In recent months, two unrelated incidences of transmission tower failure resulted in separations within the National Electricity Market (NEM): In South Australia (SA), thunderstorms and strong winds toppled a transmission tower near Tailem Bend. This resulted in a trip of the Heywood interconnector and caused the SA region to be ‘frequency islanded’ for one week.
In Tasmania, a landslide displaced the foundations of a transmission tower near the town of Poatina. The adjoining line is a key part of the transmission backbone that connects the northern and southern parts of the state’s network. Both events temporarily elevated the level of risk in operating the power system securely. And the SA incident in particular, incurred significant market costs to the tune of $31.5 million until the line was restored.
In this article, I will provide some context about interconnectors and examine how they relate to recent islanding events. I will finish by presenting a list of known transmission tower failures for comparison.
Interconnectors are the bridges that link the five regions together and allow for inter-regional exports and imports. However, unlike a bridge, they are not so much a single physical structure. They are, instead, a construct of the mathematical model that underpins the NEM (i.e. the NEM Dispatch Engine).
There are currently six interconnectors in the NEM, and they come in two forms:
· DC (Direct Current) – Basslink (Tasmania to Victoria), Murraylink (Victoria to SA) and Terranora (NSW to Queensland).
· AC (Alternating Current) – Heywood (Victoria to SA), VNI (Victoria to NSW) and QNI (NSW to Queensland).
It’s probably easier to conjure up an image of a DC interconnector, as the infrastructure itself is more-or-less a discrete cable (or group of cables) from one region to another with a terminal on either end.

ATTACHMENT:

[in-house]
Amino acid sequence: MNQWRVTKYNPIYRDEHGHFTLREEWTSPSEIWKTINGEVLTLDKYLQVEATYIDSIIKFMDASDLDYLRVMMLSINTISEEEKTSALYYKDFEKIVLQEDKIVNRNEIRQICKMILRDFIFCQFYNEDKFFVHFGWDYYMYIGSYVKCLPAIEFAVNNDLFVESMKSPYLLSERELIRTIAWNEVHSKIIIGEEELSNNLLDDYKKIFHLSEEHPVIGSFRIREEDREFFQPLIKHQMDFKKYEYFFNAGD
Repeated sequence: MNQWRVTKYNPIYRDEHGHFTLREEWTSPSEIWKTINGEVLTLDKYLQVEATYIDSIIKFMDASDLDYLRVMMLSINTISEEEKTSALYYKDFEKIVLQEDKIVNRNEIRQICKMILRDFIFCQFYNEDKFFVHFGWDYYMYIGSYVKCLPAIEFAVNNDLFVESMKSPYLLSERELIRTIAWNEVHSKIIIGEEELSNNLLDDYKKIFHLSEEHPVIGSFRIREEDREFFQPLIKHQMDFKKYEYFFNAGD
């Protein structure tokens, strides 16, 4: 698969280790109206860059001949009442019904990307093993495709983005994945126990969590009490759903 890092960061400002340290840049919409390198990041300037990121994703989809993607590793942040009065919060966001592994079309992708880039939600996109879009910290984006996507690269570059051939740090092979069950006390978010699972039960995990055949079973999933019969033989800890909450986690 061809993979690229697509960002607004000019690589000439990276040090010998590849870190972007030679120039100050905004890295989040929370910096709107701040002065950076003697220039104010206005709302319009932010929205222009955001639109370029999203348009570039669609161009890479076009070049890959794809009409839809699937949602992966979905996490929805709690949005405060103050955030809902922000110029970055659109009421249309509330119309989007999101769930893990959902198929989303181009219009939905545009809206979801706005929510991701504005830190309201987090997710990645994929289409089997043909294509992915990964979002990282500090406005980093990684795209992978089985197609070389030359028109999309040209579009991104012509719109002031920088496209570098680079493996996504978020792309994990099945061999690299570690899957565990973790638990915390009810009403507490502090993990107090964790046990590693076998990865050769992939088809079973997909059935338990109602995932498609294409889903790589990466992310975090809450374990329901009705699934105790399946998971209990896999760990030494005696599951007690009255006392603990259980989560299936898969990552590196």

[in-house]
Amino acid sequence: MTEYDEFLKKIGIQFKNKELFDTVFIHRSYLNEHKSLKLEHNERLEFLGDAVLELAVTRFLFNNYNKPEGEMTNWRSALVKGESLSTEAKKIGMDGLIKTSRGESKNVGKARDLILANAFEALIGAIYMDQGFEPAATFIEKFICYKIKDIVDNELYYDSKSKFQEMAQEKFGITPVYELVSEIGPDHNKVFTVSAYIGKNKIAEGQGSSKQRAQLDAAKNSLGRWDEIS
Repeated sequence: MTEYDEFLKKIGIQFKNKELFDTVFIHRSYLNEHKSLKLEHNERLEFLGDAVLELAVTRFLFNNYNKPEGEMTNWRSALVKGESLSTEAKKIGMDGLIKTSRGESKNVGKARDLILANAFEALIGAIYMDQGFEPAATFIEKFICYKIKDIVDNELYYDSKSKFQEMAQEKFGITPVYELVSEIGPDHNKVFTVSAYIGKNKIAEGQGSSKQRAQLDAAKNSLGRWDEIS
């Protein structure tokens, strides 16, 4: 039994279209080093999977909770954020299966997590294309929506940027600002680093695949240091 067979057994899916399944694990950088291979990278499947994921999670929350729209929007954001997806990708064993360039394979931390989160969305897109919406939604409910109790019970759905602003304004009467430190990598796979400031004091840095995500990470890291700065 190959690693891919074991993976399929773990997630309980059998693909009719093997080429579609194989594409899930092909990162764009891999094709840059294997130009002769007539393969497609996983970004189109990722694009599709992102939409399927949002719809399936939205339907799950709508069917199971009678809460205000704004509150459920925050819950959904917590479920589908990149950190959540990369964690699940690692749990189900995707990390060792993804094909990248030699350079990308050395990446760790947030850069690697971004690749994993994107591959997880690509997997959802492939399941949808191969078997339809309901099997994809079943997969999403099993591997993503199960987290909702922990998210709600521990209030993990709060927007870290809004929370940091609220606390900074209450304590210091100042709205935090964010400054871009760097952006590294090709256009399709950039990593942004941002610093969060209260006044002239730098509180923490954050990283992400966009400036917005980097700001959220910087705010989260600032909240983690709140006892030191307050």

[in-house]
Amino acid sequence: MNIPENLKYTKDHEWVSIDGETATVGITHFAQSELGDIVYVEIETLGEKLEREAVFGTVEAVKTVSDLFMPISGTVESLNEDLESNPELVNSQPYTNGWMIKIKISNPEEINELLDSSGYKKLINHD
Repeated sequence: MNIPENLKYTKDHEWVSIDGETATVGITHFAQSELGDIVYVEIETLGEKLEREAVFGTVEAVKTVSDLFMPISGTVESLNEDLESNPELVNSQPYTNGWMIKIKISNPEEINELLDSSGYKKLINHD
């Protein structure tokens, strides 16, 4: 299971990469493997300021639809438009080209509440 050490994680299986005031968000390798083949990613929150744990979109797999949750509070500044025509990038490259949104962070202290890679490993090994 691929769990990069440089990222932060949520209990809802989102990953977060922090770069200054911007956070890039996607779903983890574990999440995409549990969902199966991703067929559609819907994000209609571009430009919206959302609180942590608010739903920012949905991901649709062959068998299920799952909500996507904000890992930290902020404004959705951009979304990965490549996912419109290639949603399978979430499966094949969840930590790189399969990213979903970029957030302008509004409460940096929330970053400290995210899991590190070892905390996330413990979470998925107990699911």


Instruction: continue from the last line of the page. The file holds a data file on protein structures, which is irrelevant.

AC interconnectors on the other hand are more abstract. In these cases, the ‘interconnector’ is all parts of a long complex series of essential transmission lines that connect one Regional Reference Node (RRN) to another, and it can even be the aggregate flow of several cross-regional transmission paths.
It is these AC interconnectors that maintain a common system frequency across regions, as the DC interconnectors have no such ability. A key benefit of AC interconnection is that some tasks (such as procuring enough energy to manage system frequency) can be shared across regions. However, an unexpected trip of one of these interconnectors can lead to rather large system security issues, price spikes and other economic consequences as one region is suddenly ‘on its own’ to manage supply, frequency, and the other complexities of operating an independent electricity grid.
As one observant WattClarity reader recently noted, the term ‘islanding’ is often used interchangeably to refer to one of three different types of events that can occur in the NEM:
· Economic islanding – When all (AC and/or DC) interconnectors between two regions are constrained, economic islands are formed on either side as regional spot prices can separate (sometimes significantly). E.g. If the VNI was the only interconnector in the NEM to be bound, NSW and Queensland would form one economic island and Victoria, SA and Tasmania would form another.
· Frequency islanding –When one or more regions lose frequency synchronisation, generally because an AC interconnector(s) is offline, a frequency island forms. E.g. If Heywood is offline but Murraylink is online, SA is frequency islanded.
· Electrical islanding – When all (AC and/or DC) interconnectors linked to a region are offline, an electrical island forms. E.g. If QNI and Terranora are both offline simultaneously, Queensland is electrically islanded.
Economic islandings occur often, while frequency and electrical islandings are rare and need to be managed carefully when they do occur. The event we saw in South Australia last month was the second major case within three years that SA was ‘frequency islanded’ from the rest of the NEM for an extended period of time. In a somewhat similar incident in January 2020, a transmission tower collapse on the Victorian side of the border caused the trip of Heywood, leaving behind a $90 million + FCAS bill in the process.